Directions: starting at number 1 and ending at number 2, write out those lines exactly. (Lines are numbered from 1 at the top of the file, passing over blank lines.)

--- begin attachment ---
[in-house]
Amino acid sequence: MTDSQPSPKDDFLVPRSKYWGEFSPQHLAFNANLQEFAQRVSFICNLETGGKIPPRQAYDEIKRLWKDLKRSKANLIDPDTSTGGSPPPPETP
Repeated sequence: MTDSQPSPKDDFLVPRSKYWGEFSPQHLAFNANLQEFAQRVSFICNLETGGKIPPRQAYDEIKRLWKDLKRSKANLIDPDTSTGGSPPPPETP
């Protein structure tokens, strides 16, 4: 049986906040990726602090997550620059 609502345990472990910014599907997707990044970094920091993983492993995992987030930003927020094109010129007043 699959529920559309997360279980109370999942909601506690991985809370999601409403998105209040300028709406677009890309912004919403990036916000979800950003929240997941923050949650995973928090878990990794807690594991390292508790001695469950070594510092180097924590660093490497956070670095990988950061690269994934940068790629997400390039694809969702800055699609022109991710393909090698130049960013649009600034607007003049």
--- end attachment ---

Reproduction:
[in-house]
Amino acid sequence: MTDSQPSPKDDFLVPRSKYWGEFSPQHLAFNANLQEFAQRVSFICNLETGGKIPPRQAYDEIKRLWKDLKRSKANLIDPDTSTGGSPPPPETP